Life is only ruined when it ceases. You was fortunate to see Christmas Day, that is life, be positive.
    Consider your avatar. I feel it says too much about you as an individual. ExtremelyLUcky is what it needs to say. You're here , you're alive and you're a bad ass in control diabetic.
     
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  6. ExtremelyW0rried

    ExtremelyW0rried Type 1 · Well-Known Member

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    I wouldn't eat with a starting sugar of 18mmol, particularly not knowing if the new set was definitely working or not. I've had a lot of set failures recently for some reason, I have lost a lot of weight so not sure if that is why. I use the silhouettes. The 9mm quicksets were no good and the 6mm just fell out.
     
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  7. ExtremelyW0rried

    ExtremelyW0rried Type 1 · Well-Known Member

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    The trouble is I feel quite unwell once my bloodsugar hits about 14 and by 18 I feel very unwell.
     
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  8. ExtremelyW0rried

    ExtremelyW0rried Type 1 · Well-Known Member

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    I picked the set failure up before it hit 18 but it carried on up unfortunately.
     
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  9. himtoo

    himtoo Type 1 · Well-Known Member
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    hi there @ExtremelyW0rried

    I can totally understand the frustration at your christmas day being sabotaged by a pump set failure.
    last christmas my wife ( non diabetic ) was sick in bed with bronchitis so her day was ruined.

    46 is an excellent HbA1c - not mediocre at all.
    Many type 1's struggle to achieve that sort of level.

    from what you have written it does sound as though you are experiencing a bad patch in your "self"
    perhaps have a look at this http://www.diabetes.co.uk/emotions/diabetes-burnout.html
     
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  10. ExtremelyW0rried

    ExtremelyW0rried Type 1 · Well-Known Member

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    To be honest I feel I'd be better off dead. I'm a drain on the NHS and it'll only get worse when I develop complications.
     
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  11. TERRYBURGE

    TERRYBURGE Type 1 · Member

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    I've been a type1 for 27 years but not on a pump. I've found rightly or wrongly that if I've got a high blood, sometimes when it goes to over 24 & I feeling like ****, I just give myself a shot of about 10u of Novorapid & i feel better in minutes!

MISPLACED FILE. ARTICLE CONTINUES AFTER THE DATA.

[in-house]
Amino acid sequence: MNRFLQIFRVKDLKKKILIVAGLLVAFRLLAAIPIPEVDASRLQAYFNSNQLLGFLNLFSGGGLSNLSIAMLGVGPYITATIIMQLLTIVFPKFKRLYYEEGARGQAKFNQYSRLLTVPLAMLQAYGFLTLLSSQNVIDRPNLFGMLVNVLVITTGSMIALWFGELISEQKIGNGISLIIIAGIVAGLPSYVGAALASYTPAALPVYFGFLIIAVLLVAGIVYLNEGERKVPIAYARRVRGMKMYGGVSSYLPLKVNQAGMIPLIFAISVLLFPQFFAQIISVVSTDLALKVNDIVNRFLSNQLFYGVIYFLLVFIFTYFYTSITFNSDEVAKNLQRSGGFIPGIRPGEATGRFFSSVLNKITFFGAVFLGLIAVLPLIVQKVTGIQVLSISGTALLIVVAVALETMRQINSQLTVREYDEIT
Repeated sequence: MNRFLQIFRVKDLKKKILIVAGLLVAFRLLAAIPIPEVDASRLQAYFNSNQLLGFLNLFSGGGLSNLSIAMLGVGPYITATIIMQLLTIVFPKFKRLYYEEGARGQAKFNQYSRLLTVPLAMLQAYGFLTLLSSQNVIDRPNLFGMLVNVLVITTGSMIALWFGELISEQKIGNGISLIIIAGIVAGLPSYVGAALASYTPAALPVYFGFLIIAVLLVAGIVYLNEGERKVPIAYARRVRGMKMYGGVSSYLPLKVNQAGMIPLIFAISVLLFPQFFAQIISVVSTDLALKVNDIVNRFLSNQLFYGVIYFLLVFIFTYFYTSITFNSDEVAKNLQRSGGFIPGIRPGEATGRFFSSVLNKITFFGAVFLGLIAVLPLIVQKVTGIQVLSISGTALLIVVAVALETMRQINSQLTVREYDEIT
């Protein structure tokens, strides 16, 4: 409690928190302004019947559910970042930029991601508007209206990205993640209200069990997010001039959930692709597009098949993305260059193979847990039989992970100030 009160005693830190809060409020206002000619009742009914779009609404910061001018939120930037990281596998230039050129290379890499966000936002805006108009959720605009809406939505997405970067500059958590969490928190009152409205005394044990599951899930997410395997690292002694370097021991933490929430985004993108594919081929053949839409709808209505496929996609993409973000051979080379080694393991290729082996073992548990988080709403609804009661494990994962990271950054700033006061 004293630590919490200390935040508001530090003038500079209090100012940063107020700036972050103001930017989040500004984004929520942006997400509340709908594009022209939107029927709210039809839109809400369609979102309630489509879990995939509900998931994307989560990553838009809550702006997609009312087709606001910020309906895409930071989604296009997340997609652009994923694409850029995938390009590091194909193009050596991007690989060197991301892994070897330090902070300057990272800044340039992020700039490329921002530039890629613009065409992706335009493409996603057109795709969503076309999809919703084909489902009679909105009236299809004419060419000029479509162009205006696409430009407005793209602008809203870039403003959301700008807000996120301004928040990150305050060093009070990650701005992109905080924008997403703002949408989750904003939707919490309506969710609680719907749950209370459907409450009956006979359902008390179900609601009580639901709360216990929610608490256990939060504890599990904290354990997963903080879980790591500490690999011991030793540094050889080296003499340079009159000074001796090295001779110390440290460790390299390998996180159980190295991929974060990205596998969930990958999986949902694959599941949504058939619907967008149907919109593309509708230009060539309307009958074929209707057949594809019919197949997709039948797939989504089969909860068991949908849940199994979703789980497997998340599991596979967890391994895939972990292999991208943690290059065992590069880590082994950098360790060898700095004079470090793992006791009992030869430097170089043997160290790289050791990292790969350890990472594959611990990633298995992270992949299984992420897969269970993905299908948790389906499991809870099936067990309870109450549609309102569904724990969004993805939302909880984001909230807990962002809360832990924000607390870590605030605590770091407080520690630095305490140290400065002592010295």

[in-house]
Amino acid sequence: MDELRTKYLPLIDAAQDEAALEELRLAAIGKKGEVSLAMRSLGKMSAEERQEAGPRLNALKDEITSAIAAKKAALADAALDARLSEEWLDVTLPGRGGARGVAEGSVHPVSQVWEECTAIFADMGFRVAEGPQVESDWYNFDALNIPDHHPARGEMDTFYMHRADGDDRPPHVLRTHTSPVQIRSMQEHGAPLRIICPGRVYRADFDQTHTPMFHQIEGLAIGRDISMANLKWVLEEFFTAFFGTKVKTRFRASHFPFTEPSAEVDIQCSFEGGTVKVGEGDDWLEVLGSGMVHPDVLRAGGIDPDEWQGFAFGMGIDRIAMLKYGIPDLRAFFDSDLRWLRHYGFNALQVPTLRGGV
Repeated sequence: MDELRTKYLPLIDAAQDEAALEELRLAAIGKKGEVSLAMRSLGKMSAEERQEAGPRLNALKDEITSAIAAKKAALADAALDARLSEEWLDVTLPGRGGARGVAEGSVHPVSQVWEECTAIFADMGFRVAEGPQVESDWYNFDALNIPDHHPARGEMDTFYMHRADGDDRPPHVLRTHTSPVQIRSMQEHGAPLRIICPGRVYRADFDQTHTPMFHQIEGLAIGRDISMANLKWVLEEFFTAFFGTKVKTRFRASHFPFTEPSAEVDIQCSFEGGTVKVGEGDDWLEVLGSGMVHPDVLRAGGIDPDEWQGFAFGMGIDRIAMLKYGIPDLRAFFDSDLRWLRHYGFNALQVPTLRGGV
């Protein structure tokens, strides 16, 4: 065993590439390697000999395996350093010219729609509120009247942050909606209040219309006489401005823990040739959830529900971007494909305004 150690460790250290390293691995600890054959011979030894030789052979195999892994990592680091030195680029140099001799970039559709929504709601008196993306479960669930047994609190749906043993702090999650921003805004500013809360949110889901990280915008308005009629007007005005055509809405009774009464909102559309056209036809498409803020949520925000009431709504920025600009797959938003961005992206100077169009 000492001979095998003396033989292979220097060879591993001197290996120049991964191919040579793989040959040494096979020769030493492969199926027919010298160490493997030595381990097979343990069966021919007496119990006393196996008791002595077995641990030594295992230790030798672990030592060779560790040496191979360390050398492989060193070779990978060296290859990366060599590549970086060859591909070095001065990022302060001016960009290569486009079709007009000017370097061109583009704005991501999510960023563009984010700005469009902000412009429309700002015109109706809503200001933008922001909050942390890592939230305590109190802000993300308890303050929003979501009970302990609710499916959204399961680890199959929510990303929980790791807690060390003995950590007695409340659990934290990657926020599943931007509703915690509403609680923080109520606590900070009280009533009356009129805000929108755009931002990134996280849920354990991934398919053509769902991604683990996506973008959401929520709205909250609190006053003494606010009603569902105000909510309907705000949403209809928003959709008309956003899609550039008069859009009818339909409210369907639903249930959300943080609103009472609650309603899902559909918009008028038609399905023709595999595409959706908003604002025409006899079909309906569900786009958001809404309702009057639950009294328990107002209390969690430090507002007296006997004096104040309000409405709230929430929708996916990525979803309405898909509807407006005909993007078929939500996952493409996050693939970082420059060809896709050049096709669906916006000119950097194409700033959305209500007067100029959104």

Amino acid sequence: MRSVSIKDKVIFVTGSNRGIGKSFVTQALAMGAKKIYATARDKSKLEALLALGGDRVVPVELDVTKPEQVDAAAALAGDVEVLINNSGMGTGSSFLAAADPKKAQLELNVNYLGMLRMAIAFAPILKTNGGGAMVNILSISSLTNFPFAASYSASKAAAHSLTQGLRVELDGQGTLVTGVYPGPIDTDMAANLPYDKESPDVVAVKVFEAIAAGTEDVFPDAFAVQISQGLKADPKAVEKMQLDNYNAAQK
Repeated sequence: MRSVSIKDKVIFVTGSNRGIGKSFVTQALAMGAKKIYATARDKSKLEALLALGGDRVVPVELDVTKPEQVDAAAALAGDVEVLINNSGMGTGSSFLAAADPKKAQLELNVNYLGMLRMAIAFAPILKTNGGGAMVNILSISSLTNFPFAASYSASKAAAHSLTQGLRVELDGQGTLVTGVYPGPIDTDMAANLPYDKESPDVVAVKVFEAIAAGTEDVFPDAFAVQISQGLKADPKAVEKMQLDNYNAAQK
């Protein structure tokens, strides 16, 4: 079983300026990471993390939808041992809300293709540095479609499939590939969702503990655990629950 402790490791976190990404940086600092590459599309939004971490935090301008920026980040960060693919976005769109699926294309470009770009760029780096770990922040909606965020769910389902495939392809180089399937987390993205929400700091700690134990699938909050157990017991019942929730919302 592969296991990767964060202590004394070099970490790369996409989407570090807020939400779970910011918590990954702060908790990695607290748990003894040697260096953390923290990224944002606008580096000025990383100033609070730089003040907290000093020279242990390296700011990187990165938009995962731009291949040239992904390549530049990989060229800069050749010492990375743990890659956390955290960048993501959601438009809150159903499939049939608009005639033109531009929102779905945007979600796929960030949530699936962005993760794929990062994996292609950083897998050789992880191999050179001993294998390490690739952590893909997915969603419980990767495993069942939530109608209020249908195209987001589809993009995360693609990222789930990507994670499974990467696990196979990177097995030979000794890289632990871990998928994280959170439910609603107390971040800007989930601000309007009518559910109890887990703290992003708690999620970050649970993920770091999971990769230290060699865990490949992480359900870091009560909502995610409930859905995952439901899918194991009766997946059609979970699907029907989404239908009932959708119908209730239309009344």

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  12. rayhigginson

    rayhigginson Type 2 · Active Member

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    Don’t mean to be rude but how old are you? (To be honest it don’t matter) but no matter how old you are want illness you have your life is worth living nomatter how hard it’s gets! I have lost it all b4 ( family/friends/work etc)and got it back and am now losing it all again (family) and the illness hasn’t helped but you got to keep going!
     
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  13. Jaylee

    Jaylee Type 1 · Moderator
    Staff Member

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    Hi,

    I can't help noticing the "horse" bolted after the mention of a pump set fail on Christmas Day?
    Your post in essence seems to infer that certain "life choices" have been swayed by your T1 diagnosis.
    I also pick up on regrets in your past posts regarding where you stand with your family unit & the fears of passing on diabetes to your child.
    In short, you seem to be suggesting it's all held you back. & not just a pump grinch on Christmas day.

    With the best wishes for you in 2018. I sincerely hope you find professional counselling..
     
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  14. ExtremelyW0rried

    ExtremelyW0rried Type 1 · Well-Known Member

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    I'm 35.
    No it's not just the pump issue on Christmas Day although that felt like the final straw.